The water treatments consisted of patients being thrust into ice cold water for extended periods of time. Some were wrapped and restrained by sheets that had been soaked in the ice water, too. The shock therapy, also known as electroconvulsive therapy or ECT, was used to induce a seizure in a patient for therapeutic effect. Most patients were anesthetized, but included many negative effects, including amnesia. Most treatments were delivered three times a week for 8-12 treatments. However, sometimes shock therapy was used as a punishment for mental patients who were deemed to have "behavioral problems". Finally, a lobotomy was usually performed by a specialist doctor who would travel from mental hospital to mental hospital, "curing" as many patients as he could during his visit. There are also two types of lobotomies: the original open-skull surgery, and the trans-orbital lobotomy. In the original lobotomy, patients had their skulls opened and doctors separated their neural passageways. Many patients died while on the table, but the ones who survived did show signs of improvement. The main theory was that this caused patients to forget normal things, like how to sit, and therefore also caused them to forget their psychiatric tendencies. The trans-orbital lobotomy was invented by Dr. Walter Freeman in the 1950s, and used electric shock to make patients unconscious, and then used an ice pick-like tool to enter the brain through tear-ducts in the eyes. Once the pick had been hammered into the proper place in the brain, it was moved back and forth to severe neuron receptors. While many patients with sever symptoms showed improvement, many patients had no improvements but suffered severe complications, and of course, some operations resulted in death.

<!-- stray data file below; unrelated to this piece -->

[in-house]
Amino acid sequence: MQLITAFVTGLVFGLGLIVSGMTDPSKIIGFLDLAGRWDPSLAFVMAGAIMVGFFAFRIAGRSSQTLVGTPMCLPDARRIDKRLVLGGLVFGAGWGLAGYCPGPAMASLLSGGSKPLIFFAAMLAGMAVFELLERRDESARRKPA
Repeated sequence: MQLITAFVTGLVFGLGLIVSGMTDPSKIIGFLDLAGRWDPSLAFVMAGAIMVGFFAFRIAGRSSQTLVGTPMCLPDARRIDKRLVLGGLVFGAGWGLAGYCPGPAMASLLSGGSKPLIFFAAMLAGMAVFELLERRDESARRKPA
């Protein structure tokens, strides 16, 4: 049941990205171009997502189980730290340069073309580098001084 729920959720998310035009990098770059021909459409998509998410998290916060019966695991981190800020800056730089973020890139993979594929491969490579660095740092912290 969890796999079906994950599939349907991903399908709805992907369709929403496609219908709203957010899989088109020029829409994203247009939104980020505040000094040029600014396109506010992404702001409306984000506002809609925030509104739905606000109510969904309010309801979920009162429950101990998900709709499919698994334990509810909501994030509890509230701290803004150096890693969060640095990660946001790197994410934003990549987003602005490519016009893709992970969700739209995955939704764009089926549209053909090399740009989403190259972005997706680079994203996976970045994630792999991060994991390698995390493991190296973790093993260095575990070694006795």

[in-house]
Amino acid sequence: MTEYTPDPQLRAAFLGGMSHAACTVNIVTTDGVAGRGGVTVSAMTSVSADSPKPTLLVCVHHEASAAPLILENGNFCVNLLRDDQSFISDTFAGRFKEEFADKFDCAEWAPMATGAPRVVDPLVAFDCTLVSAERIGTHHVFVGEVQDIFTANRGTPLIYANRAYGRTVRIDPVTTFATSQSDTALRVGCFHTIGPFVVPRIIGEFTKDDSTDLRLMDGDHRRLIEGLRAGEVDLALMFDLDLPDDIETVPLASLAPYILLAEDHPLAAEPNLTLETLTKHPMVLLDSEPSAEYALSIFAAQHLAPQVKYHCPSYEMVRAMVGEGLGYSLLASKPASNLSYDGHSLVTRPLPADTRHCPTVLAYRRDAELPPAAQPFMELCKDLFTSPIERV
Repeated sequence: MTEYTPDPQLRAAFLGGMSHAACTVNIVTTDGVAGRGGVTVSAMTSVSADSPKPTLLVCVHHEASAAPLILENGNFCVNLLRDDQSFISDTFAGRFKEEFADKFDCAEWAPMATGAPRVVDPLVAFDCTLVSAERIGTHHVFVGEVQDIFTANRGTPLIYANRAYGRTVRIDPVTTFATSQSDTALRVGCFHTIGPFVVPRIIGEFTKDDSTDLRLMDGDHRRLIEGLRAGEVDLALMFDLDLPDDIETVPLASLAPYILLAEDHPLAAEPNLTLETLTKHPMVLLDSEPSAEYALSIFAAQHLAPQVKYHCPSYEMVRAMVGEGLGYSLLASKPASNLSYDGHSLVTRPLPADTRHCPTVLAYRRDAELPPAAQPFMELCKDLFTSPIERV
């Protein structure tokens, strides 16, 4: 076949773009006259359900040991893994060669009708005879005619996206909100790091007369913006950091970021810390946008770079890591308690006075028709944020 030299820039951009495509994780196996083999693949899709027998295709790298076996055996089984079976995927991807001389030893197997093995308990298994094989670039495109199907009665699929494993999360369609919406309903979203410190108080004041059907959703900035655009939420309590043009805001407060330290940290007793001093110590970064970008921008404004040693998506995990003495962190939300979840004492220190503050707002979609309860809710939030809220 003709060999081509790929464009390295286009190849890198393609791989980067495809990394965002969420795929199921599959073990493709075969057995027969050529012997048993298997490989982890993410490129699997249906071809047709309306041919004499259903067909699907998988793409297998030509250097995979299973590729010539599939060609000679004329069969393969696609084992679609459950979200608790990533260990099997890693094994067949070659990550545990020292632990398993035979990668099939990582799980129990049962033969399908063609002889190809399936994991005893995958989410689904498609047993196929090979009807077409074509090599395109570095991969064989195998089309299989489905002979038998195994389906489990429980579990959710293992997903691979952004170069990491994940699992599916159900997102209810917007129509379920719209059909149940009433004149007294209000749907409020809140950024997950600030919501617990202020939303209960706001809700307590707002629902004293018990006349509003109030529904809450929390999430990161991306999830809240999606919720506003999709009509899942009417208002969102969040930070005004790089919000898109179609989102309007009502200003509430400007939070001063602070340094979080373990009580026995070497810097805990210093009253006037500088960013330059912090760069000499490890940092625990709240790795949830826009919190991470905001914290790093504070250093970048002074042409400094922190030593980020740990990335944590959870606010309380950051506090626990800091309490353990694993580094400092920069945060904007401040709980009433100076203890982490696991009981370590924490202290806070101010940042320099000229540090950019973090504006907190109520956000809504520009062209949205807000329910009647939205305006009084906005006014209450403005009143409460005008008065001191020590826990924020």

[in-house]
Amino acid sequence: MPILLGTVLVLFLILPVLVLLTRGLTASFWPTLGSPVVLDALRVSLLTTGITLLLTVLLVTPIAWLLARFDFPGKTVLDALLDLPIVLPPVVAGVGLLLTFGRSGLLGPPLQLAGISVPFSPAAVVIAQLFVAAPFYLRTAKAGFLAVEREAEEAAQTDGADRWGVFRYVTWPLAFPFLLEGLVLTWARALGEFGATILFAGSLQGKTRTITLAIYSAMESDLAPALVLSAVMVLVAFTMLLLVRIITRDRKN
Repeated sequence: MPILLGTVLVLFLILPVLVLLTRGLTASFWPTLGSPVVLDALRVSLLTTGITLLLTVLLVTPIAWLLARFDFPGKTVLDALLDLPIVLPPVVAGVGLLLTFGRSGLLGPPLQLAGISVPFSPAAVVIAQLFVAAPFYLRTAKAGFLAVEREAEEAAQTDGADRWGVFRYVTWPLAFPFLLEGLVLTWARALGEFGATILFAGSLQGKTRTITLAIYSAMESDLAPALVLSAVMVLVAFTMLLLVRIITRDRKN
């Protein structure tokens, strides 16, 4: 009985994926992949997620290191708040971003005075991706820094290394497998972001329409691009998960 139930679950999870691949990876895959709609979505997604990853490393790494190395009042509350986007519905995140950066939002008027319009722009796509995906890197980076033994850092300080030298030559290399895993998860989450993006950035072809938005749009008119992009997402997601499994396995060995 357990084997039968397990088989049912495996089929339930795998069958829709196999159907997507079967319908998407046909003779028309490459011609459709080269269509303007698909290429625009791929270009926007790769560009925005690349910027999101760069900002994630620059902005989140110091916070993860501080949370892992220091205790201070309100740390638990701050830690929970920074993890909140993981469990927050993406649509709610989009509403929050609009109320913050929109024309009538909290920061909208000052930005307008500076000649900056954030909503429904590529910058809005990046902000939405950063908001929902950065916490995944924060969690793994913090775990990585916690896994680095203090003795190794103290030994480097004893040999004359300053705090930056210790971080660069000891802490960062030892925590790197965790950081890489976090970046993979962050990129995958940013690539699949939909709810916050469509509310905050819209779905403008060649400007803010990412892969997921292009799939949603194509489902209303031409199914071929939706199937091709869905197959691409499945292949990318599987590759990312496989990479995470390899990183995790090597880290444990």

It was not until the 1960s that humane treatments began reappearing in asylums. The lobotomy was declared barbaric, and a new wave of psychotropic drugs became the number one method of dealing with mental illness. Also, different illnesses received specialized care, instead of one method of treatment for all mental ailments. 

The final patients of the Athens Center for Mental Health left in 1993, but not without leaving their mark. These are pictures of the windowsills, made of sandstone, and some patients used their fingernails and other odd objects to carve into them. The buildings were left vacant for several years until Ohio University bought them and renovated some into museums, office space and classrooms. 

With all of the patients who went through the system, and for some, the surgeries and treatments they participated in, it is no wonder that speculation about their souls lingering is abundant. So much so that students at OU
toured the asylum every Halloween up until 2000. Also, The Ridges landed a starring role on the Fox TV show "Scariest Places on Earth". Part 1 and 2 can be seen on You Tube. 

My next posts will investigate some of the rumors seen in the "Scariest Places on Earth" tape. The very next post will investigate the body stain and the link, if any, to the strange suicide in Wilson Hall. The next post will investigate the theory of the pentagram of cemeteries. If you found one of the other rumors more interesting, leave me a comment and I will add that to my investigations as well. For a very dramatized video that will put you in the mood for my next posts.